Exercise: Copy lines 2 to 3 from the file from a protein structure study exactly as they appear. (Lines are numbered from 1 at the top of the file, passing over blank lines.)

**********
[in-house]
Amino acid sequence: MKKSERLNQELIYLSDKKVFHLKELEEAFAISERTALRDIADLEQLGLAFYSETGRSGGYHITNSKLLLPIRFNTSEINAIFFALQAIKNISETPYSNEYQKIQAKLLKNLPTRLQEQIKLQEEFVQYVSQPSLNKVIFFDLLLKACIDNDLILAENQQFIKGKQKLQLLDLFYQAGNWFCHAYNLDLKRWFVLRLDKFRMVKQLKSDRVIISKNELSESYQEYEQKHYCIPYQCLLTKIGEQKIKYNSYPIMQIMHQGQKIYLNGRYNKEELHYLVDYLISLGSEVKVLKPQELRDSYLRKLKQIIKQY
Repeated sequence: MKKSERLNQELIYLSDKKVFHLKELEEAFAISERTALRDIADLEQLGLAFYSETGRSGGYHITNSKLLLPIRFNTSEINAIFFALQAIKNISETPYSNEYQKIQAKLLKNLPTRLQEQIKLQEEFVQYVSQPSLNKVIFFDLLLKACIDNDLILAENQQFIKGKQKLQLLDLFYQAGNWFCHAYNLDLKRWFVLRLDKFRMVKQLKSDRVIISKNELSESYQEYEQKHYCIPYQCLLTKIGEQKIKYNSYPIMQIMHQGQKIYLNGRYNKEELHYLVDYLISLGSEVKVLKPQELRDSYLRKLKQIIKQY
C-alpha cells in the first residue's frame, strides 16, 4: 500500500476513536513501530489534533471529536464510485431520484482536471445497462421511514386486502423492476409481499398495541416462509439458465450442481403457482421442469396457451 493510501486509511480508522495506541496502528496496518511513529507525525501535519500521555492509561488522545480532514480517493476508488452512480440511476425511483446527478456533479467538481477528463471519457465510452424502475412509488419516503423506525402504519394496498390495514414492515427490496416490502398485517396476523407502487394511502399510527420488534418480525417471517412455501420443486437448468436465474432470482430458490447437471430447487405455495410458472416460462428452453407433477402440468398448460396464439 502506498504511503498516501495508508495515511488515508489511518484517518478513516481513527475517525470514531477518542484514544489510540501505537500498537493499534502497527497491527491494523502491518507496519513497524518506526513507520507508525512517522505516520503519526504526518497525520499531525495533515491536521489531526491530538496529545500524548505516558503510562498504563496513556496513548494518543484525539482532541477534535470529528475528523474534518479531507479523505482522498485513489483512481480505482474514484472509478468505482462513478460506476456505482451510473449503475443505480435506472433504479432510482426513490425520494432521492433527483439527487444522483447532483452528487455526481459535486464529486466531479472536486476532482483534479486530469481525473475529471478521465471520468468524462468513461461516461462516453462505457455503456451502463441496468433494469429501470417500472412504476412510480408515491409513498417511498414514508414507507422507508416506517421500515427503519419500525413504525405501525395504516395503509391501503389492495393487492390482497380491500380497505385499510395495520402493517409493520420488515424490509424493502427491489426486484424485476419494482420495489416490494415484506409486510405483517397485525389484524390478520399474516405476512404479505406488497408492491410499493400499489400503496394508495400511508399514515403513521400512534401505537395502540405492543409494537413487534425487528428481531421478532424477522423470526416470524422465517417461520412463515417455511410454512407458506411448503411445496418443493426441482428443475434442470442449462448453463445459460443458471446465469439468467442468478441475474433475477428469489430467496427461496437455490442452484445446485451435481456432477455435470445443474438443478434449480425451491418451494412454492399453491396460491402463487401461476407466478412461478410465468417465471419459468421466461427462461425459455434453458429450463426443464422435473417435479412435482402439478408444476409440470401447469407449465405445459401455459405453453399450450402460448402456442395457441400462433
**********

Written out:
Amino acid sequence: MKKSERLNQELIYLSDKKVFHLKELEEAFAISERTALRDIADLEQLGLAFYSETGRSGGYHITNSKLLLPIRFNTSEINAIFFALQAIKNISETPYSNEYQKIQAKLLKNLPTRLQEQIKLQEEFVQYVSQPSLNKVIFFDLLLKACIDNDLILAENQQFIKGKQKLQLLDLFYQAGNWFCHAYNLDLKRWFVLRLDKFRMVKQLKSDRVIISKNELSESYQEYEQKHYCIPYQCLLTKIGEQKIKYNSYPIMQIMHQGQKIYLNGRYNKEELHYLVDYLISLGSEVKVLKPQELRDSYLRKLKQIIKQY
Repeated sequence: MKKSERLNQELIYLSDKKVFHLKELEEAFAISERTALRDIADLEQLGLAFYSETGRSGGYHITNSKLLLPIRFNTSEINAIFFALQAIKNISETPYSNEYQKIQAKLLKNLPTRLQEQIKLQEEFVQYVSQPSLNKVIFFDLLLKACIDNDLILAENQQFIKGKQKLQLLDLFYQAGNWFCHAYNLDLKRWFVLRLDKFRMVKQLKSDRVIISKNELSESYQEYEQKHYCIPYQCLLTKIGEQKIKYNSYPIMQIMHQGQKIYLNGRYNKEELHYLVDYLISLGSEVKVLKPQELRDSYLRKLKQIIKQY